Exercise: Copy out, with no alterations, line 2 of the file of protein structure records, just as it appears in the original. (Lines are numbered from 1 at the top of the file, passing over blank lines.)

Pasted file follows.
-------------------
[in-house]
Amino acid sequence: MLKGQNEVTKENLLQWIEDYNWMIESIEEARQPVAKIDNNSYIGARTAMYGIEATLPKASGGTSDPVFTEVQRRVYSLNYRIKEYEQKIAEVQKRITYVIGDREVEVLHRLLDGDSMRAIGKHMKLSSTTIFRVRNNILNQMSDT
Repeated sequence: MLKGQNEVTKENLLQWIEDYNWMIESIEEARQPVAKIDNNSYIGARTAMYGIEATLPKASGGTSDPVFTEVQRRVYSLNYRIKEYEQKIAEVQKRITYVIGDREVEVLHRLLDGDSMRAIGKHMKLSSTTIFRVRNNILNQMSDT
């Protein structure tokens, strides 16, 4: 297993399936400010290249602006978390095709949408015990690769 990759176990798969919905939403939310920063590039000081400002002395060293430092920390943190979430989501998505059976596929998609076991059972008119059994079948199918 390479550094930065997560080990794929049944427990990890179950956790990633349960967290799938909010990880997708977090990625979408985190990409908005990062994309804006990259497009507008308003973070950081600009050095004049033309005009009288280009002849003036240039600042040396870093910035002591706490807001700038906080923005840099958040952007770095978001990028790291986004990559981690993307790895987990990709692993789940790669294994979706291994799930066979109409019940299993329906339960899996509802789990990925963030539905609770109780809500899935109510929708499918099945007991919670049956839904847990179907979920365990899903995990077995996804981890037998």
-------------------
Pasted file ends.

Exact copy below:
Amino acid sequence: MLKGQNEVTKENLLQWIEDYNWMIESIEEARQPVAKIDNNSYIGARTAMYGIEATLPKASGGTSDPVFTEVQRRVYSLNYRIKEYEQKIAEVQKRITYVIGDREVEVLHRLLDGDSMRAIGKHMKLSSTTIFRVRNNILNQMSDT